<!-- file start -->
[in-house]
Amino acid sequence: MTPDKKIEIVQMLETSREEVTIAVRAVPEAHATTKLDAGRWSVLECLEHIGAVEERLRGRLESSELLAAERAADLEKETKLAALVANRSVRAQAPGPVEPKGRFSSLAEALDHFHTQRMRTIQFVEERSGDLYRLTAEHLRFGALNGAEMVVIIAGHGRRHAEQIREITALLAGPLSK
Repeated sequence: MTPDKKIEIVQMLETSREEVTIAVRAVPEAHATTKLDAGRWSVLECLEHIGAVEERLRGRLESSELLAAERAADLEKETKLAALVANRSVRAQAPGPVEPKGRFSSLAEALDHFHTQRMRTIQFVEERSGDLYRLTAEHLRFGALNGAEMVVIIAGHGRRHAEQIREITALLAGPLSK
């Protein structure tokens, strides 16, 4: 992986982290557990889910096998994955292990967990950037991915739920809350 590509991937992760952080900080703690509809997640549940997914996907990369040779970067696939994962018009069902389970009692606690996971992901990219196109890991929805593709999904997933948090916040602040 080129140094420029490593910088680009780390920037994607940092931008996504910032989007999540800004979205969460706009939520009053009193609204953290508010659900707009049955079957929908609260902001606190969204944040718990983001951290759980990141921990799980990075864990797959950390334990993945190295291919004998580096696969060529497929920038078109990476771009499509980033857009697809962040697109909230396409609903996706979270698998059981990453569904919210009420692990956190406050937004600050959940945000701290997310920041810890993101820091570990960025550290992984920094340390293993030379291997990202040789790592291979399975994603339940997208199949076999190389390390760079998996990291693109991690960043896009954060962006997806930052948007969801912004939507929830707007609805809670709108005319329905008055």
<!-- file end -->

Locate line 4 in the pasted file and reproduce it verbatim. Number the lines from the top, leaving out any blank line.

């Protein structure tokens, strides 16, 4: 992986982290557990889910096998994955292990967990950037991915739920809350 590509991937992760952080900080703690509809997640549940997914996907990369040779970067696939994962018009069902389970009692606690996971992901990219196109890991929805593709999904997933948090916040602040 080129140094420029490593910088680009780390920037994607940092931008996504910032989007999540800004979205969460706009939520009053009193609204953290508010659900707009049955079957929908609260902001606190969204944040718990983001951290759980990141921990799980990075864990797959950390334990993945190295291919004998580096696969060529497929920038078109990476771009499509980033857009697809962040697109909230396409609903996706979270698998059981990453569904919210009420692990956190406050937004600050959940945000701290997310920041810890993101820091570990960025550290992984920094340390293993030379291997990202040789790592291979399975994603339940997208199949076999190389390390760079998996990291693109991690960043896009954060962006997806930052948007969801912004939507929830707007609805809670709108005319329905008055």